In 1984 Apple ran an ad during the Super Bowl that was stunning in its innovative approach. Directed by Ridley Scott, the ad borrowed from George Orwell’s novel 1984 with Apple presenting itself as the champion of the individual battling heroically against Big Brother. The villain was IBM, the monolithic giant with a stranglehold on the computer industry.
“It is now 1984. It appears IBM wants it all,” Apple founder Steve Jobs said in a keynote address. “Will Big Blue dominate the entire computer industry? The entire information age? Was George Orwell right about 1984?"
Fast-forward 32 years. Today, the corporate monolith is Apple. As an author, I can attest to this firsthand.
Writers and content creators were caught in the crossfire in the battle between Apple, Amazon and the major book publishers as they fought to wring every last penny of profit from authors and readers alike. Ultimately, Apple agreed to pay $450 million to settle a lawsuit that claimed Apple “harmed consumers by conspiring with five publishers to raise e-book prices.”
Draconian book submissions
Despite its setback in court, the market share of the Apple iBook was growing. So I decided to expand the offering of my third novel, PANCHO LAND, to the iBook format. That soon introduced me to the hard, cold face of a corporate monolith.
Before the book could be uploaded, I was forced to complete a number of financial and tax forms that required sensitive information. Reluctantly, I continued. After completing the surprisingly byzantine process (isn’t everything Apple supposed to be clean and simple?), I hit a stone wall. Turns out, I could not upload the manuscript from my Windows PC.
Frustrated, I decided to cancel the submission and let the publisher handle the upload through another distribution source. Most importantly, I was concerned about all the personal information I had provided and wanted it deleted. That’s when the irony of Apple’s 1984 ad smacked me in the face.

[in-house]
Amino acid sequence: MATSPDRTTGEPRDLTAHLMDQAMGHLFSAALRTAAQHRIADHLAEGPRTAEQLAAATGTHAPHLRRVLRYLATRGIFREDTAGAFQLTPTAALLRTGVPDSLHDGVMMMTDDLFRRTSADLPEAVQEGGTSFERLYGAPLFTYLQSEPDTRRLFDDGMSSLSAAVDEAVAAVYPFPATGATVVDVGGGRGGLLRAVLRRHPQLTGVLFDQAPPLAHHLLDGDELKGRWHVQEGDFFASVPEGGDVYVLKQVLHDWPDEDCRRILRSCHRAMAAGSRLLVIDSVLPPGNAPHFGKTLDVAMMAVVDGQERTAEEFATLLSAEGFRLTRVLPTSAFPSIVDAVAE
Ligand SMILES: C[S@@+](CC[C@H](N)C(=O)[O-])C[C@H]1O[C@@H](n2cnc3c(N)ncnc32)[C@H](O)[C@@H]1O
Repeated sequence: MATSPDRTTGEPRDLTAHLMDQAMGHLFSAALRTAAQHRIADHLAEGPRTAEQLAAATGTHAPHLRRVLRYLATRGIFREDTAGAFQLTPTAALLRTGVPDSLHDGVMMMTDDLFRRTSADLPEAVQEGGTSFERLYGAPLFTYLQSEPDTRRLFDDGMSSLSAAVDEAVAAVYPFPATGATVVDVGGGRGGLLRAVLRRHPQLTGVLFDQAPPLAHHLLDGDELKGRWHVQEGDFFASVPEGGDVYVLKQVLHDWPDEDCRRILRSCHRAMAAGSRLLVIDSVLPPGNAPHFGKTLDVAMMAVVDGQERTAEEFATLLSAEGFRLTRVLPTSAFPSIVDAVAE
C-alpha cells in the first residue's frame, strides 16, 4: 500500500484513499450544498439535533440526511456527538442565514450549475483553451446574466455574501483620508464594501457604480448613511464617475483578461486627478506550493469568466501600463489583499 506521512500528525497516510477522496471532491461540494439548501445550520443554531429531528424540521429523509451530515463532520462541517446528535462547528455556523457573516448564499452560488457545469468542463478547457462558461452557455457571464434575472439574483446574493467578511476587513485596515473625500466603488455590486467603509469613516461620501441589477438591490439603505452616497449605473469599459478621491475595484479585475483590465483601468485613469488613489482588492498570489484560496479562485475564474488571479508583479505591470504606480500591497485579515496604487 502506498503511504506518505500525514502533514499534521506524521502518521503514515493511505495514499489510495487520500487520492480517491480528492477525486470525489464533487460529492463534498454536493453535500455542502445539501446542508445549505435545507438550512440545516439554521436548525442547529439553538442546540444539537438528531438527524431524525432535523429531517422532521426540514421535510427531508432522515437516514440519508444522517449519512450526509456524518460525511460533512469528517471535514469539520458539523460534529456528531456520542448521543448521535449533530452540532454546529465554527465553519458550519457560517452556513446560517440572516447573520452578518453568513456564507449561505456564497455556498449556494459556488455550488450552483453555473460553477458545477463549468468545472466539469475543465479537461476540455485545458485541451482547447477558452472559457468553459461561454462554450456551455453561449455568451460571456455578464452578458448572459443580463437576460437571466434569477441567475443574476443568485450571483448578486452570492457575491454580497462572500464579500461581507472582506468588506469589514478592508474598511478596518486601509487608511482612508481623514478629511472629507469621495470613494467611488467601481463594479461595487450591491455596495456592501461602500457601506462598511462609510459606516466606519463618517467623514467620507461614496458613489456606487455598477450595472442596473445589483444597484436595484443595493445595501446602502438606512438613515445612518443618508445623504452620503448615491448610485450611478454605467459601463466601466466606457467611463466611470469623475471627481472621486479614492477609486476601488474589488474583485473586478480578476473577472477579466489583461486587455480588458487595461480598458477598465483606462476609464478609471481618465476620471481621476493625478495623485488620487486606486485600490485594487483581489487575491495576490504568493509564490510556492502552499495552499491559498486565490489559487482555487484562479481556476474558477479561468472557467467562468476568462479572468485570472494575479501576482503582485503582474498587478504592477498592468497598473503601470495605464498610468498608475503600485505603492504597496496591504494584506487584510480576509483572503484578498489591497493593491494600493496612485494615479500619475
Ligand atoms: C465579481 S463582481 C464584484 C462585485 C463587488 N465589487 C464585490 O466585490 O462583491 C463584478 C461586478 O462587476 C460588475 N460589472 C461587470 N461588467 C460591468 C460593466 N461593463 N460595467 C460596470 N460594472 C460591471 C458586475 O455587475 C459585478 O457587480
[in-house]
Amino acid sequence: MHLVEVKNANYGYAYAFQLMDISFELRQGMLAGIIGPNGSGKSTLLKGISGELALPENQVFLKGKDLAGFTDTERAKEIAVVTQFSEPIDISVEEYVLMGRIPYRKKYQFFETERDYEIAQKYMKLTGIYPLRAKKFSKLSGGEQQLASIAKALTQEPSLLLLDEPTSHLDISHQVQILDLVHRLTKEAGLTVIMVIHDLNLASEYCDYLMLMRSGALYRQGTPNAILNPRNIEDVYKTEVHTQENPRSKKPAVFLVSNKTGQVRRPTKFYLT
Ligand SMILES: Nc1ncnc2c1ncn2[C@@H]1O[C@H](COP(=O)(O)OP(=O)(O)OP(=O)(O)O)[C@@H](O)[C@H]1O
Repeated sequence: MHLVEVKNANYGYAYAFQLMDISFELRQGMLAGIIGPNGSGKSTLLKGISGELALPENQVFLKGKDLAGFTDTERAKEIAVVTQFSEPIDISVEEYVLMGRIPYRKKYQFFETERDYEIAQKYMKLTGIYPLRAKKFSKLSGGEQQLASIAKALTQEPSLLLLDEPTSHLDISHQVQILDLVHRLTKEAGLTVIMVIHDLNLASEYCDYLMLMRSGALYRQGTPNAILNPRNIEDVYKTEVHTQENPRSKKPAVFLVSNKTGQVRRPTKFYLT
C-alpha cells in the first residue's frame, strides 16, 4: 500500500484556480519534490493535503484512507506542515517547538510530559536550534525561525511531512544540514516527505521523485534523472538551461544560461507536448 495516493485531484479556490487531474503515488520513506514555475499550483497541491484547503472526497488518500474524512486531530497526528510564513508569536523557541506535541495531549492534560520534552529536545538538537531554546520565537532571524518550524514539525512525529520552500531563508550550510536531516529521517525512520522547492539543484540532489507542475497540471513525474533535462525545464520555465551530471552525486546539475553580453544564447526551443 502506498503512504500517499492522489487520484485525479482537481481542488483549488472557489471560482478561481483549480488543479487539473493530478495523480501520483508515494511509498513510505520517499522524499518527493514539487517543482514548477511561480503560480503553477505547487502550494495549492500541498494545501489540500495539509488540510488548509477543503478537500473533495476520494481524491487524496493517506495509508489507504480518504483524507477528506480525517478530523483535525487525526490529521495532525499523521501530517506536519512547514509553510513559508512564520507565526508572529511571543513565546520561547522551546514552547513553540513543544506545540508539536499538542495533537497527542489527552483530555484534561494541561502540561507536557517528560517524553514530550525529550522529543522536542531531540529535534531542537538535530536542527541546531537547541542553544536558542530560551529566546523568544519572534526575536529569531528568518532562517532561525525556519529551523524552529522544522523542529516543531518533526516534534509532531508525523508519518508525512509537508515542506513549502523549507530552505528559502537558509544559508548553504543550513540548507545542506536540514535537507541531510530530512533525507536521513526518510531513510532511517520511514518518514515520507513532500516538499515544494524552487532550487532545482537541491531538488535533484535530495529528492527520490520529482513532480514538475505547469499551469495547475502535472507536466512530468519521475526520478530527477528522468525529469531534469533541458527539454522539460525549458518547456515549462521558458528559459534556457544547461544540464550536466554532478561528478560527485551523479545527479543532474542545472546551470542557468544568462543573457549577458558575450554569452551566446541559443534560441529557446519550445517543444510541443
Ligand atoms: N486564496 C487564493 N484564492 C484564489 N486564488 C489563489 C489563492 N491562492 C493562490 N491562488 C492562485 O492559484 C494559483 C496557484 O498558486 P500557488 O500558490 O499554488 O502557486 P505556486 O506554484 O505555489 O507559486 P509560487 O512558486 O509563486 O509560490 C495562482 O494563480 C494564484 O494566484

I received an email from the iTunes Store Legal Team that read:
We are unable to terminate your eBooks contract at this time. According to the terms and conditions of the contract, the contract must remain in effect for a full year.
I replied to the email and asked Apple to reconsider, pointing out that I had no intention of submitting a book. I got a robot-like response that seemed the equivalent of a middle-finger salute.
In order to upload books, providers must agree to the book agreement. As you have agreed to the terms and conditions of the contract, please contact us within 30 days of [one year after my submission date] to terminate your contract.
In other words: Sorry about your luck, pal.
If that isn’t the voice of Big Brother, I don’t know what is. (I should point out here that no other eBook publisher that I’m aware of asks content creators to provide financial and tax information BEFORE they have uploaded their content.)
Nonetheless, as Apple’s Super Bowl ad so powerfully conveyed back in 1984, individuals must fight back against the monolith.
This blog post is my toss of the sledge hammer. I hope others will join me.
Raul Ramos y Sanchez